Designers can be a rather misunderstood crowd. “Non-creatives” (that’s a made-up word, but it’s usually the client or someone from the business side of an agency) might think that designers just retouch photos all day, play around on Photoshop, and take forever to make a couple “simple” logos. These are all misconceptions about the profession, to say the least. Allow us to make some clarifications.

There’s No Magic Button or Software

While it’s true that designers have access to some really amazing software with tons of great features and functionalities, there’s no magic button that can easily fix or make revisions to a project instantaneously. All of these updates still require time. They also take a highly qualified person to know how to use these features properly and to know how to address the revisions and provide the correct solution. Yes, these features and functions help to streamline the process and make it efficient, but it’s not like designers can put a product on auto-pilot and end up with the perfect end product. There’s much more involved.

Concept is Queen

At the end of the day (which for many designers means 11:59 PM), no matter how many bells and whistles are on the software that a designer might be using, if they are starting with a bad concept, they won’t be able to create good work. Having a strong and creative concept to start out with is the only way that the creative is going to end up at the high standard that it should—that both the designer will be proud of and the client will end up bragging about.

Not Just “Anyone” Can Do It

If you really want to ruffle some designer feathers, downplay the importance of getting a good education in design. One of the things they teach in design school is, again, the importance of having a solid, well-thought-out concept. An educated designer understands that his or her job is not to just make something “pretty.” An educated designer will also know how to communicate this concept to the client, often times having to “sell” it. An educated designer will have the capability to help clients see the “bigger picture” of the project, why they made certain choices, etc.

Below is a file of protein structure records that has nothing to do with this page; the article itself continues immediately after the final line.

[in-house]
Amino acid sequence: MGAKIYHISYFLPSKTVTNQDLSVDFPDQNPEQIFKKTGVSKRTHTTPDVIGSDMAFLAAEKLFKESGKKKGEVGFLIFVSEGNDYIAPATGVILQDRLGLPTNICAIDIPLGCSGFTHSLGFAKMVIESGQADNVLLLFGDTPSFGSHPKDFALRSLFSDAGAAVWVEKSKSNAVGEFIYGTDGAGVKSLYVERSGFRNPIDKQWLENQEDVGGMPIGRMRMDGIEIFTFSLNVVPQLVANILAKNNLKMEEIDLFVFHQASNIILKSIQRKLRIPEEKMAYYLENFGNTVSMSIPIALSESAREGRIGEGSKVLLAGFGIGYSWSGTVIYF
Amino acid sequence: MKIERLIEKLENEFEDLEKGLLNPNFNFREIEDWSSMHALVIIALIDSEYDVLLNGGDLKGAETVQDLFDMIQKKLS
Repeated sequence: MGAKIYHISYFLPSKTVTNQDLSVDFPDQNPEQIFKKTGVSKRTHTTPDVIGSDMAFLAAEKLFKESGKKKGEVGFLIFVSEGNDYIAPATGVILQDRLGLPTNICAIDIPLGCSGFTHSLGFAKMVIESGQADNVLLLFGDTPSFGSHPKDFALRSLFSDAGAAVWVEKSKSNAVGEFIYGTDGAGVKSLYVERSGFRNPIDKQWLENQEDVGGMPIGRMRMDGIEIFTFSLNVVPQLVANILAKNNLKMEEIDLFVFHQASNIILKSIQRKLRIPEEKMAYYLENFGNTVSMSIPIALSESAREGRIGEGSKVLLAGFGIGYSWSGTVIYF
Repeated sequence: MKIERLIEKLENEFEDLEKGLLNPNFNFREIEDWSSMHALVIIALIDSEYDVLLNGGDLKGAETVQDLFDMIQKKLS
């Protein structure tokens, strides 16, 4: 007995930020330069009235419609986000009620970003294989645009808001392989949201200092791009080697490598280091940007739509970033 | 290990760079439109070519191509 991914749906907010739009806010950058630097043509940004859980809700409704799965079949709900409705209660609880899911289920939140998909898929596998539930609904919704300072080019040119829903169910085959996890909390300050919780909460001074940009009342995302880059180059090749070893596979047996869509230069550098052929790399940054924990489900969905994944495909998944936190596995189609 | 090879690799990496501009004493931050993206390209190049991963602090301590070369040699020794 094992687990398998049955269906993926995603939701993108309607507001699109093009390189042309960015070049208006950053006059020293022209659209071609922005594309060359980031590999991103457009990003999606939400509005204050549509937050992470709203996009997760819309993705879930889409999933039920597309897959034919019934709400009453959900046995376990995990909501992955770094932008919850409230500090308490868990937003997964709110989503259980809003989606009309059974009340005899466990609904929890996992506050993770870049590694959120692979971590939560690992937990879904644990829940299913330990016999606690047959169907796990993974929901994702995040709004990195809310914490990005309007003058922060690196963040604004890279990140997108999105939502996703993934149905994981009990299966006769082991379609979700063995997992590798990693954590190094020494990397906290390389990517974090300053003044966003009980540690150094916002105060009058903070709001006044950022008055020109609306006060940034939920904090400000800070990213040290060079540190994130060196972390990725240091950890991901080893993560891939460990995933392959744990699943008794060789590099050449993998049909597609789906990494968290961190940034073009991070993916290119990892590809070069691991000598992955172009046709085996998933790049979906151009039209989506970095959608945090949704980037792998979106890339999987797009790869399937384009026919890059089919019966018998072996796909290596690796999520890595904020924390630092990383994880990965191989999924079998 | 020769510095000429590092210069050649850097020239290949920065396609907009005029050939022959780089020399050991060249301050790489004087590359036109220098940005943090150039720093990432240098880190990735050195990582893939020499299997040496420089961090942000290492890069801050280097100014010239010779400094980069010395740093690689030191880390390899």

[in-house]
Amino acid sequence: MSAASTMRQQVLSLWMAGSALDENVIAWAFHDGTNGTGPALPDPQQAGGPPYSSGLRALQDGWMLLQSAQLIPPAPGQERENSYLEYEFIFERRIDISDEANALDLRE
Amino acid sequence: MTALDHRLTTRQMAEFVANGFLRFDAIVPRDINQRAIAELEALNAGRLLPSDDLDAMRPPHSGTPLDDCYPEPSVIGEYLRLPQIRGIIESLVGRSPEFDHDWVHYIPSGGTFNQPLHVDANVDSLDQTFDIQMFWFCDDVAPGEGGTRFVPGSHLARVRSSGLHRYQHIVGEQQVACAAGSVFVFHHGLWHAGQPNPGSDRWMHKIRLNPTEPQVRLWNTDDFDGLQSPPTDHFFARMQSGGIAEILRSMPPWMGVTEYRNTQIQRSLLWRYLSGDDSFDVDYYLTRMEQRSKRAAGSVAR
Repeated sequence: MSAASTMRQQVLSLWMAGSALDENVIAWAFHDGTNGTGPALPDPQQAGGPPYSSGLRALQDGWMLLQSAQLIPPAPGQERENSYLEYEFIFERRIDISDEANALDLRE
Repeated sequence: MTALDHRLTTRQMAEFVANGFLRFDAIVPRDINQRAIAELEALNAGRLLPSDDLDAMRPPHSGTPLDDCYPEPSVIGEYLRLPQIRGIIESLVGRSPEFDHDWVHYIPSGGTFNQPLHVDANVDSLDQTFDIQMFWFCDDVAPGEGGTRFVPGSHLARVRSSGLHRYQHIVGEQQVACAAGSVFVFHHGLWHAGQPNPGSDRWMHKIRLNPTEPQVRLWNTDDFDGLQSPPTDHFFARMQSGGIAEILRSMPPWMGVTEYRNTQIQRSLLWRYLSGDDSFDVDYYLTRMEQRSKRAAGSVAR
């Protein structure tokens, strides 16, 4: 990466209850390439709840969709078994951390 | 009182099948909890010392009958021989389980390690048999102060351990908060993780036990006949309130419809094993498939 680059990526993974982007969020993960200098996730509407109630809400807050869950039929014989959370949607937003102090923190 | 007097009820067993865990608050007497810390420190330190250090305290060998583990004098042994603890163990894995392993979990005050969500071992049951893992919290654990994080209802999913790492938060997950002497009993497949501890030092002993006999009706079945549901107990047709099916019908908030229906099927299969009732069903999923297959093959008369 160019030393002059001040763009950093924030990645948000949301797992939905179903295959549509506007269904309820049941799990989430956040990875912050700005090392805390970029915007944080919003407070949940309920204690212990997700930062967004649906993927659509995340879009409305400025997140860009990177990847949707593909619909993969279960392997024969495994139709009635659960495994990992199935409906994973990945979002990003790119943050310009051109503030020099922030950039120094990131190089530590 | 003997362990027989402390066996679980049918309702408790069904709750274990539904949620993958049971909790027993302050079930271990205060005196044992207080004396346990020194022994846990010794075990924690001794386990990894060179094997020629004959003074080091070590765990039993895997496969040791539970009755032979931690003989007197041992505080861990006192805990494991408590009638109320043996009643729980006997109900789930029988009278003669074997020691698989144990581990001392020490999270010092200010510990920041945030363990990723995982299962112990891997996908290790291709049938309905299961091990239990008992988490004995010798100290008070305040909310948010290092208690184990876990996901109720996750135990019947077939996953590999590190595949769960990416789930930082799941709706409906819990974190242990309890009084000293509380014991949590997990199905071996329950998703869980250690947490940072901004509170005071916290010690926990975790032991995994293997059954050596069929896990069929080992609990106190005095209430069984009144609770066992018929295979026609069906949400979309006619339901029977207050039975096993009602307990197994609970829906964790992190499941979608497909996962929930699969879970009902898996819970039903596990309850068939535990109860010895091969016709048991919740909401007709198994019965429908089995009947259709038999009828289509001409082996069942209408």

Good Work Takes a Good Amount of Time

Another misconception is that good design can be done quickly, within a few minutes. In some instances, it appears that way (like Paula Scher coming up with the Citi Bank logo) but often, it involves a lot of research, setting up the work properly, and the actual concepting and execution. Even when the final output is a minimalistic design that looks like it took someone 15 minutes to put together, the truth is there was a copious amount of research, sketching, revisions, experimentation with color, hating the project, loving the project, layouts, type treatment, executions, and adjustments to get to that final polished piece.
To learn more about us, our designers, and the work we create, head over to our website and check us out.